Good point, if you remove the CPU bottleneck and go straight to storage
you can do 100 MByte/s. Now is gigE the best for that or would SATA be
better? Seems like once you buy the networking and storage equipment
you’ve blown your budget relative to the usrp price.

Yeah, I’d be interested in what those 25 MHz apps are. Maybe we need a
contest for widest bandwidth, practical, most useful application on
gnuradio. One ground rule though would be that the cost of the
processing device has to be less than the USRP2, for example.

Thanks,
Clark


a USRP1.

Discuss-gnuradio mailing list
[email protected]
http://lists.gnu.org/mailman/listinfo/discuss-gnuradio

Now was the FFT continuous, i.e. you got one output bin for every input
sample or you did snapshots? Thanks

On Fri, 30 Jul 2010, Clark P. wrote:

and the original paper:

http://research.microsoft.com/apps/pubs/default.aspx?id=79927

Dan

Thanks that’s a good data point! So a huge corporation with infinite resources tops out at about 20 MHz sustained processing of what I would call a real world practical signal. -Clark

I think that should be thought of as a lower bound not an upper bound
:).
They accomplished their goal of handling dot11g and haven’t (that I’m
aware of) moved on to anything harder (yet).

Aside: reading the paper doesn’t come with any licensing terms, and
there’s even ASM code in the appendix for a SIMD-enabled FIR filter at
the
end.

Dan


Date: Fri, 30 Jul 2010 10:19:35 -0700

algorithms.
Viterbi decoding, etc. I see no reason this couldn’t be done with
and the original paper:
Their infinite resources are in fact limited by their management’s mindset and inability to think clearly about the
consequences of their business model, the impact of the Internet, etc. A guy like Ballmer is just a much a reason why
Linux exists as is Linus himself. His rhetoric about GPL being a cancer, Linux developers are communists, etc. has
provided “infinite inspiration” to the guys with limited resources.

SORA may be a useful data point, but advise to carefully consider the source.

-Jeff

This is true. And I seem to recall Gates saying basically that the
reason windows is coded so inefficiently is because the hardware will
always increase faster than Microsofts bad coding. I have an internet
explorer process running right now that’s use 80 megabytes of memory!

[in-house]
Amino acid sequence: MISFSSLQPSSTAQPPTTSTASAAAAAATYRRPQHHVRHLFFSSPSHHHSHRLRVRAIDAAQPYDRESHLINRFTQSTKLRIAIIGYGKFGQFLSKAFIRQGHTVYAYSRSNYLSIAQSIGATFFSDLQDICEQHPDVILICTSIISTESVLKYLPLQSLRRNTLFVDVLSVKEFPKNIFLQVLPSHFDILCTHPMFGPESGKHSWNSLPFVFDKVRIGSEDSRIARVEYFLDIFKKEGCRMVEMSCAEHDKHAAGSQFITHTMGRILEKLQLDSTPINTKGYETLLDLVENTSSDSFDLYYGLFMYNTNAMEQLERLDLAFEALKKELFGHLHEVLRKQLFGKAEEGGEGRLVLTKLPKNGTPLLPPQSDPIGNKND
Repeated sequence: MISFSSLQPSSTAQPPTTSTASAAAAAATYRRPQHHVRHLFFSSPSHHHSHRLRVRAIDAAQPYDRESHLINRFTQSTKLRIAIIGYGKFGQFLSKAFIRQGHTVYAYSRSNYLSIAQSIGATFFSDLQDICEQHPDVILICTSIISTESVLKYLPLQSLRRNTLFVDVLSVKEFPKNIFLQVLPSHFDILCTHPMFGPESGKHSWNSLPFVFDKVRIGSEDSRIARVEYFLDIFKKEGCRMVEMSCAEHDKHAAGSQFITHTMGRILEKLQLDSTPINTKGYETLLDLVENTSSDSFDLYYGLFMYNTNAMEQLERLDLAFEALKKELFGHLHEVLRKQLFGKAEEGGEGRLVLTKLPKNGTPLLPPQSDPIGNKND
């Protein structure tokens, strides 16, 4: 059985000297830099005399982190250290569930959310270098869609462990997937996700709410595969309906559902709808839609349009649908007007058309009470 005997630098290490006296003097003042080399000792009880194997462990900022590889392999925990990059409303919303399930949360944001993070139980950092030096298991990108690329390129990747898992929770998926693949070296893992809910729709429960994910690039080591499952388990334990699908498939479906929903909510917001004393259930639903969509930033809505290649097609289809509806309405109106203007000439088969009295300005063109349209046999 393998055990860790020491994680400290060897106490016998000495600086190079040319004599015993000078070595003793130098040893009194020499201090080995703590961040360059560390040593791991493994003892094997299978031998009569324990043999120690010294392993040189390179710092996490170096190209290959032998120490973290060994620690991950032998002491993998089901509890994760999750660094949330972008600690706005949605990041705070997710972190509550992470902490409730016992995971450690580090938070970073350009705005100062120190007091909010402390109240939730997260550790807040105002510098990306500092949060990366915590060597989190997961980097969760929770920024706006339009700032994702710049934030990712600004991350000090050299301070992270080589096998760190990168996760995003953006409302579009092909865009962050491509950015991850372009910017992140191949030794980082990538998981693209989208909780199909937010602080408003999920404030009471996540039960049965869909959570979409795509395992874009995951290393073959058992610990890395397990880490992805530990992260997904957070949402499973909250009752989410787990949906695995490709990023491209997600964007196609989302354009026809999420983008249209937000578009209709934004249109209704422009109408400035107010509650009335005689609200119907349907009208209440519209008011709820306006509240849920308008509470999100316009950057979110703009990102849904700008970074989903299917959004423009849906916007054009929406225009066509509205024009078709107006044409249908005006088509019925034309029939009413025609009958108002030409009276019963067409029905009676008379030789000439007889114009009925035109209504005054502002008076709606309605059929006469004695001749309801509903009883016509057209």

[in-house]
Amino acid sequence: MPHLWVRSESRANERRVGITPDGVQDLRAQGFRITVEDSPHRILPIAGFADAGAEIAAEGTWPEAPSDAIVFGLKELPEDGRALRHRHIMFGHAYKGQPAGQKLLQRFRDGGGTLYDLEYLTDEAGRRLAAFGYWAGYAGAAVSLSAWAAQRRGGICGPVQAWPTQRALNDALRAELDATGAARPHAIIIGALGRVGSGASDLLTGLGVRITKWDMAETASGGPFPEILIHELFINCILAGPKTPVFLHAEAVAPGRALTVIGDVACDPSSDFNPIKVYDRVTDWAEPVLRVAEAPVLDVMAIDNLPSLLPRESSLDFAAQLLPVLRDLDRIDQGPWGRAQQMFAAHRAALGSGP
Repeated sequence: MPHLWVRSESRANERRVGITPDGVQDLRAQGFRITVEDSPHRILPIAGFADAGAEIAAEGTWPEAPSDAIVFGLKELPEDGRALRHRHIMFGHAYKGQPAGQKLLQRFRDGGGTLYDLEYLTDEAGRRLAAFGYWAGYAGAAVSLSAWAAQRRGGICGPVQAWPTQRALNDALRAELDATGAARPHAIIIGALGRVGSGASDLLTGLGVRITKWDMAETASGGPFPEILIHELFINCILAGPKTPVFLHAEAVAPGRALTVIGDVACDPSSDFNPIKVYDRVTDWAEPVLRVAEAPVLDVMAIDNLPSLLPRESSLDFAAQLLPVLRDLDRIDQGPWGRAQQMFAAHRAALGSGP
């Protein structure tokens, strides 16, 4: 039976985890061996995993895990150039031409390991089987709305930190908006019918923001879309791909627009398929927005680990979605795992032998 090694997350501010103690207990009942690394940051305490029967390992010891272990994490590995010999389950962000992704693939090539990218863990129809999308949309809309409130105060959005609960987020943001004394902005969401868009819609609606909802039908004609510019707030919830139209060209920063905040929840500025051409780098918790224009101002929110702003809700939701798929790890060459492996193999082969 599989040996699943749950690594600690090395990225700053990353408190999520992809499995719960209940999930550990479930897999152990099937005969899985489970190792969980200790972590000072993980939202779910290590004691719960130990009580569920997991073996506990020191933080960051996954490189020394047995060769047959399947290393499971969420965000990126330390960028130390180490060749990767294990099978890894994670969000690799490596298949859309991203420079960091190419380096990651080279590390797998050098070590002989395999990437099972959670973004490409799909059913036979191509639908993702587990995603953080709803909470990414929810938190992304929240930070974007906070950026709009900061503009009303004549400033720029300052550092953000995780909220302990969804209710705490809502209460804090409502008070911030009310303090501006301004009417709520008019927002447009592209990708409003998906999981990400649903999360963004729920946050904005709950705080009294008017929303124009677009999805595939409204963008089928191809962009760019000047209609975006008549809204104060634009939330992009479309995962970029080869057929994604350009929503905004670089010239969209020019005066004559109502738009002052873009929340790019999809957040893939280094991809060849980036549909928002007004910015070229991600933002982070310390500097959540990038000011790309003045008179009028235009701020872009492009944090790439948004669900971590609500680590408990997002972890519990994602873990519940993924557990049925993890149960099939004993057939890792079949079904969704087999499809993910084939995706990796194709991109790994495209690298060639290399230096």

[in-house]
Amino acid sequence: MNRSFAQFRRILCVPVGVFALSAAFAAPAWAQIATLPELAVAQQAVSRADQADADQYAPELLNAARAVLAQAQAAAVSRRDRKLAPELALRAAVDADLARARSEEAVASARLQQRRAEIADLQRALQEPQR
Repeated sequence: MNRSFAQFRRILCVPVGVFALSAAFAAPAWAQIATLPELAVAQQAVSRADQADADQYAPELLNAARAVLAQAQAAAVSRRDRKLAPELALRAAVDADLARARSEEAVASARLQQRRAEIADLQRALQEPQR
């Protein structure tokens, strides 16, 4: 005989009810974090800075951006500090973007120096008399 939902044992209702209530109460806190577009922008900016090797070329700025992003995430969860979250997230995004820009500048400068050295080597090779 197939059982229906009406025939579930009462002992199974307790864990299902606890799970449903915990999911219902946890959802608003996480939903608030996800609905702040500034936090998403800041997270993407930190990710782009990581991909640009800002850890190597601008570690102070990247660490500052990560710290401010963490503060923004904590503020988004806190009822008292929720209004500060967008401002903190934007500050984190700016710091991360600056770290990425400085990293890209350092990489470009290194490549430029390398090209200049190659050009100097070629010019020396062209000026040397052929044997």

Years ago we ran an entire graphical interface and gui in 64 kByte on
the commodore 64.

Clark P. wrote:

recording. So if samples are 16-bit and you really can’t afford lost

Thanks,
Clark


Discuss-gnuradio mailing list
[email protected]
http://lists.gnu.org/mailman/listinfo/discuss-gnuradio

I use the 25MHz sample-rate to test algorithms. In one application I
transmit during 0.1ms and then use 10ms to process the data. This is for
doing research on algorithms. It’s still different from pure off-line
processing as I can do feedback, MAC-algorithms and so on.

I would actually like to have more than 25MHz maybe 100MHz to be able to
work with bandwidths such as 40MHz.

BR/
Per

On Jul 30, 2010, at 1:30 PM, Philip B. wrote:

I don’t think you need to read the license carefully to realize you do not want to download the code.

  1. No commercial use clause.
  2. You cannot distribute derived works.
  3. You grant MS the right to use your modifications to the code.

Even if you are in an academic situation, you need to think about your future in the commercial space before looking at the code.

On Jul 30, 2010, at 3:48 PM, Daniel H. wrote:

Aside: reading the paper doesn’t come with any licensing terms, and there’s even ASM code in the appendix for a SIMD-enabled FIR filter at the end.

Old topic, but just to be complete (since I was looking into it anyway):

The license is found when you try to download the SDK:

<
http://research.microsoft.com/en-us/downloads/35a929d6-0cb0-4318-968a-69d05c9bbc65/

Adding to what Philip wrote above: The code runs on Windows only, and
requires the use of their special “radio control board” -as well as- a
USRP1/2 or WARP as the radio front-end to do actual over the air
communications. - MLD

On 07/30/2010 09:33 AM, Clark P. wrote:
recording to disk. With 4 and 6 core systems and the i7 architecture you can

reading the license very carefully, but here’s the link to the project

Thanks that’s a good data point! So a huge corporation with
infinite resources tops out at about 20 MHz sustained
processing of what I would call a real world practical signal.

Their infinite resources are in fact limited by their management’s
mindset and inability to think clearly about the
consequences of their business model, the impact of the Internet, etc.
A guy like Ballmer is just a much a reason why
Linux exists as is Linus himself. His rhetoric about GPL being a
cancer, Linux developers are communists, etc. has
provided “infinite inspiration” to the guys with limited resources.

SORA may be a useful data point, but advise to carefully consider the
source.

-Jeff